Following the breakup of her parent’s marriage, Meredith May, her brother Matthew, and her mother move from Rhode Island to California’s Big Sur to live with her grandparents. There Margaret is exposed to her eccentric grandfather’s passion: beekeeping. In her memoir The Honey Bus, May recounts her childhood and teenage years in 1970’s California with exacting detail that is remarkable considering these events began when she was only 5 years old.
On her first day at her new home, May is enthralled by an old army bus her grandfather has converted into a workshop specifically designed to harvest honey. Though she is not allowed to enter the bus for at least another year, it is this first glimpse into her grandfather’s world that allows her to see the possibilities in her new home.
While her mother spirals into a deep depression and ultimately into an abusive relationship with her children, and her grandmother enables her mother further, May finds solace in beekeeping with her grandfather. It is while teaching May how to tend bees and harvest honey that her grandfather explains the roles each bee plays within the hive. With each of these explanations, it seems that her grandfather is able to provide much needed insight into the difficulties May is having with relationships in her own life. It is ultimately through these lessons that May finds a way to overcome the trauma she experiences and to become a strong young woman.
The relationship May has with her grandfather is what really connects the reader to this story. His careful attention to what is happening in her life and his ability to use his passion of beekeeping and all things related to bees to help her overcome experiences of loneliness, loss, and fear illustrate the difference a supportive and attentive adult can have on the life of a child. The most poignant moment comes early in the book when the reader learns that May’s grandfather is actually not her mother’s father, but her stepfather. He makes it clear through his words and actions that she is truly a part of him, even if not related by blood.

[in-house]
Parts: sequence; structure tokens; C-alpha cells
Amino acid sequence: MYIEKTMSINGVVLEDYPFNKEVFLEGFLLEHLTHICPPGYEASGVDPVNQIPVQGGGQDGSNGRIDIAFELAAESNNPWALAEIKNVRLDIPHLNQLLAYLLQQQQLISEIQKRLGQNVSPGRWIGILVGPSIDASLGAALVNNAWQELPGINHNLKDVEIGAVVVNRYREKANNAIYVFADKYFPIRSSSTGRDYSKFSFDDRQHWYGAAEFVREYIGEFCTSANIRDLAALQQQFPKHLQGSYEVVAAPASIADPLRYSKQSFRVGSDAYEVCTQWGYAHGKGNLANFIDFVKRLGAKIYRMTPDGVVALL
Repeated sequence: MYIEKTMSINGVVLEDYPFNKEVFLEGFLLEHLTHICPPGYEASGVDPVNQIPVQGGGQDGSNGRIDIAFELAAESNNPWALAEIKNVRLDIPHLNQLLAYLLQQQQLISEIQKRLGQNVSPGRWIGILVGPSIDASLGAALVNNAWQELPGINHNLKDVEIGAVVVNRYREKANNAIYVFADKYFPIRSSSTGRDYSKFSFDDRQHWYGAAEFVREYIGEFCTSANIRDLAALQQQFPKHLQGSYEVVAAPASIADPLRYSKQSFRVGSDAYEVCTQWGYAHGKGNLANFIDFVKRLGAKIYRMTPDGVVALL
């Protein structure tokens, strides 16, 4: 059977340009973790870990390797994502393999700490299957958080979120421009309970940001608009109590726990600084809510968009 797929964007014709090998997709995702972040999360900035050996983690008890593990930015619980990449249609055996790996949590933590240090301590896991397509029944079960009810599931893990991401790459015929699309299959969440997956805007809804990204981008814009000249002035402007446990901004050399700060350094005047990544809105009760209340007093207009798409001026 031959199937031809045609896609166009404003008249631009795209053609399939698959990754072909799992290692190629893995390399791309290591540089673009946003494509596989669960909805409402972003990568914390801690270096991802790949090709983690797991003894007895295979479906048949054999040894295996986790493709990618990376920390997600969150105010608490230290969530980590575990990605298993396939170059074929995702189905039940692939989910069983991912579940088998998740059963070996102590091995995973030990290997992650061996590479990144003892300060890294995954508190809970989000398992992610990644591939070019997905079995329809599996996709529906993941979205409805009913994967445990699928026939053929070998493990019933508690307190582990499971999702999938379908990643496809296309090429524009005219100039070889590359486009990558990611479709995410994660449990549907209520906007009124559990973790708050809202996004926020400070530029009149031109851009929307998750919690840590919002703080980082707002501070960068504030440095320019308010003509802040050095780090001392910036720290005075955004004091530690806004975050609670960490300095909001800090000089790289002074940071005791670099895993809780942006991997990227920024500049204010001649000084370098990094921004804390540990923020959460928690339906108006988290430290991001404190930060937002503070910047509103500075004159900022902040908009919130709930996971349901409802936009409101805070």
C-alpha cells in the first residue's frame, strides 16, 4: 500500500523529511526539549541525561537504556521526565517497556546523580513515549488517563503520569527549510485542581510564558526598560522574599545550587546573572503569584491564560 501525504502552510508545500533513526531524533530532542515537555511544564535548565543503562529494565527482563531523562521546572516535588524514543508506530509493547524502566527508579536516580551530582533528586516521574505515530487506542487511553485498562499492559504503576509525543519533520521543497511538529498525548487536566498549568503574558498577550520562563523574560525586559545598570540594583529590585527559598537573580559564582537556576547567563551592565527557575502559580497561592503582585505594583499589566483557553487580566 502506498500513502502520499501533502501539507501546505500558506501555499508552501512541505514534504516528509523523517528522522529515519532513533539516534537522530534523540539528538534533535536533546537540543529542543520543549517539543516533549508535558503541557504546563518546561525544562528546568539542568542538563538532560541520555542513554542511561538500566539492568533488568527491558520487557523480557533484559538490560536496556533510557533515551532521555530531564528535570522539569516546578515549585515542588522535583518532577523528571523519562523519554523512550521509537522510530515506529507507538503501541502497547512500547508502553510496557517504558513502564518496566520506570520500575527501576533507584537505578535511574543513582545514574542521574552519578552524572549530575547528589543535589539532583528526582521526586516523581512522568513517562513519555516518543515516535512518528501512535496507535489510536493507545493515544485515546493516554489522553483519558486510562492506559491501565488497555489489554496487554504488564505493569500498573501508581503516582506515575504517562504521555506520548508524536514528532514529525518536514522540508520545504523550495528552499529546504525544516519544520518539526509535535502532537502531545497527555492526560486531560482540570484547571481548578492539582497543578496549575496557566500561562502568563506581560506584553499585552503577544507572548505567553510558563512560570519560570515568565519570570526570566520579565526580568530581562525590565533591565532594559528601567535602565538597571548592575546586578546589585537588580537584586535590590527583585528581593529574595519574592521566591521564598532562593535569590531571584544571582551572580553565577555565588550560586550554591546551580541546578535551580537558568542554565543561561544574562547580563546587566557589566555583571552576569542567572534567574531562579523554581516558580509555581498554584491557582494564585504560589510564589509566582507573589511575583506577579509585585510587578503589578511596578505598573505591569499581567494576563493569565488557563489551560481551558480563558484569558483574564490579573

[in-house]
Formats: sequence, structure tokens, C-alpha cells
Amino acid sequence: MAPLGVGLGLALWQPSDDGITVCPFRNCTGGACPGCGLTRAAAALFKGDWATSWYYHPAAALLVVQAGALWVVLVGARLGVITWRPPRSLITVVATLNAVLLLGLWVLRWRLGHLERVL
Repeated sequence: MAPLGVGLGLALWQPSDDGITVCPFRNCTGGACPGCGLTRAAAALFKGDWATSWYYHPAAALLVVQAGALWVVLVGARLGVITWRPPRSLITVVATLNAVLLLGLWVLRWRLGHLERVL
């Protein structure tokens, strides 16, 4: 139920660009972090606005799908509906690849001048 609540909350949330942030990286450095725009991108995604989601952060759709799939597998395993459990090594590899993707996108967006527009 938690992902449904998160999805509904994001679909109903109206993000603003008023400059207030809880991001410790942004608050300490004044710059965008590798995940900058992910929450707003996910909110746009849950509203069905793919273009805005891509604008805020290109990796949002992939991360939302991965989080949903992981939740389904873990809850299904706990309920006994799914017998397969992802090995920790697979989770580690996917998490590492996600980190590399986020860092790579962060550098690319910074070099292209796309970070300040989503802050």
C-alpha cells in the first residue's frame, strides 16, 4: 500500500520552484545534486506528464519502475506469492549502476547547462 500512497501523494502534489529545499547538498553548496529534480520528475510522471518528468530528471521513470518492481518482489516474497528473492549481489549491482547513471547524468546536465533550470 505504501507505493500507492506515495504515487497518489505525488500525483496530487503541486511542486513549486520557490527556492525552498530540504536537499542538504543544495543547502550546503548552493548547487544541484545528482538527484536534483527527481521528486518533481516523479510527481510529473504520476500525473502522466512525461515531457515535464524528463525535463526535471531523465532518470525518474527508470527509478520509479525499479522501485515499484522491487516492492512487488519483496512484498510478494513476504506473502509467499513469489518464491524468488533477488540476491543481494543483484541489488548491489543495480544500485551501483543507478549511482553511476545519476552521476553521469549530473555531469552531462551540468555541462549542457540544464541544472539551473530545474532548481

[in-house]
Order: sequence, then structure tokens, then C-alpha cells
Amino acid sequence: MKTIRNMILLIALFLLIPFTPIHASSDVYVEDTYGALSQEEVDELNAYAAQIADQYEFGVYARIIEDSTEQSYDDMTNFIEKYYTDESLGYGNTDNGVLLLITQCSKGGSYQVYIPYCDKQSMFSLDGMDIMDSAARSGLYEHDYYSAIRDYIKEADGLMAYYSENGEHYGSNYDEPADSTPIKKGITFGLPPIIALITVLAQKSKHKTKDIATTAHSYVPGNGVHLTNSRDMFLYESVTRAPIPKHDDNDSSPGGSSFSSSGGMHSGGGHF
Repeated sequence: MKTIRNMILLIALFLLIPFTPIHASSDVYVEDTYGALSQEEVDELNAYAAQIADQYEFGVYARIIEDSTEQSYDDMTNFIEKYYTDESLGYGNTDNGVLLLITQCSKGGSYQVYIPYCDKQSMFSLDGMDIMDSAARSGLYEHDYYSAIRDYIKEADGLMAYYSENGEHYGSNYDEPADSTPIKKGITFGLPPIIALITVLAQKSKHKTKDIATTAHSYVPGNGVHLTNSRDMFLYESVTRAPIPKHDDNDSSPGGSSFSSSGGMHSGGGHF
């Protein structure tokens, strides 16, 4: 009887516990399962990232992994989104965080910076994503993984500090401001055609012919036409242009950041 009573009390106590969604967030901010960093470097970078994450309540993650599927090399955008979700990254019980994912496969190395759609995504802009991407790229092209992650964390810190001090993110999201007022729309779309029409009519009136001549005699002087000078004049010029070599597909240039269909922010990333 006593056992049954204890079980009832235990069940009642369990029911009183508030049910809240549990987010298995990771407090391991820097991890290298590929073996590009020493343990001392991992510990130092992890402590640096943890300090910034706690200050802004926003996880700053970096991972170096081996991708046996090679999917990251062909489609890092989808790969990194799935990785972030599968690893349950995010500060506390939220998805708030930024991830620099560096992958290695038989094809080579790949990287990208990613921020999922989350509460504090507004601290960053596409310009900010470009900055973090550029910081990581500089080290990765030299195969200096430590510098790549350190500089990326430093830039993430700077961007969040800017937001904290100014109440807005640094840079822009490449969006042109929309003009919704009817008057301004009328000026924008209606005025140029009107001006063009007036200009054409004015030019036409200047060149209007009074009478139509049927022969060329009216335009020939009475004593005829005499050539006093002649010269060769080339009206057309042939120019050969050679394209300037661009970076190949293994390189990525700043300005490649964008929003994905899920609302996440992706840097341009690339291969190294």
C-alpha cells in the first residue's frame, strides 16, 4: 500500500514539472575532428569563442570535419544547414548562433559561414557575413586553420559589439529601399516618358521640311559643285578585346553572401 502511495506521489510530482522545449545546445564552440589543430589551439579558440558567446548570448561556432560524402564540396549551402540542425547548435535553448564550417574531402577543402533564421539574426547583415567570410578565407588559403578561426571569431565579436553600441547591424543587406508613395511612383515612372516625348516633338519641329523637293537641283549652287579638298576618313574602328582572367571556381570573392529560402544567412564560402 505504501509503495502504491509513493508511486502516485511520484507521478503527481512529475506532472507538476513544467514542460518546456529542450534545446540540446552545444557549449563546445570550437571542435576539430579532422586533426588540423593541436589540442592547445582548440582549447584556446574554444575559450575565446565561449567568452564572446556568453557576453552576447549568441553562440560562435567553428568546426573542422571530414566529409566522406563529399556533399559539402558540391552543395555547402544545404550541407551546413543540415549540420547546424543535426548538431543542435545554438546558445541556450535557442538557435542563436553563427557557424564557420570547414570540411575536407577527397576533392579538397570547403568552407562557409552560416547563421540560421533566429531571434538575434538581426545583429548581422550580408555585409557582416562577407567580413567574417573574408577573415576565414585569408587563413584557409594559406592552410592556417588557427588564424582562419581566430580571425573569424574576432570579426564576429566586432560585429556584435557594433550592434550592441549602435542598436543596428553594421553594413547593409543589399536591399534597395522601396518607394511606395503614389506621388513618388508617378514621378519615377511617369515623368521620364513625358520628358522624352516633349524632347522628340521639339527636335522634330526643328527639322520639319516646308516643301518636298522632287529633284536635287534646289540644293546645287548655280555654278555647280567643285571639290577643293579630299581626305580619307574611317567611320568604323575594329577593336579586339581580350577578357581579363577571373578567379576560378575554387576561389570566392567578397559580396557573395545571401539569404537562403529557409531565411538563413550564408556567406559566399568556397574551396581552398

Though a remarkable and moving memoir about her early childhood and the important relationship she has with her grandfather, May also uses The Honey Bus to advocate for the protection of honey bees. She provides the reader with a wealth of information regarding the important role honey bees play in nature,
and why it is imperative they do not become extinct.
For those who are interested in bees, enjoy a well written memoir, or simply want to learn about the love between a grandfather and granddaughter, The Honey
Bus is not to be missed.
Park Row Books/Harlequin; 9780778307785; $24.99.
Erin Christmas is an avid reader, librarian and lover of a good contemporary fiction romance. She currently works as the Library Director for the Riverside Public Library. Prior to Riverside Public Library she worked for the Santa Clarita Public Library and San Bernardino County Library System. Erin is passionate about readers’ advisory and loves to match readers with books and books with readers.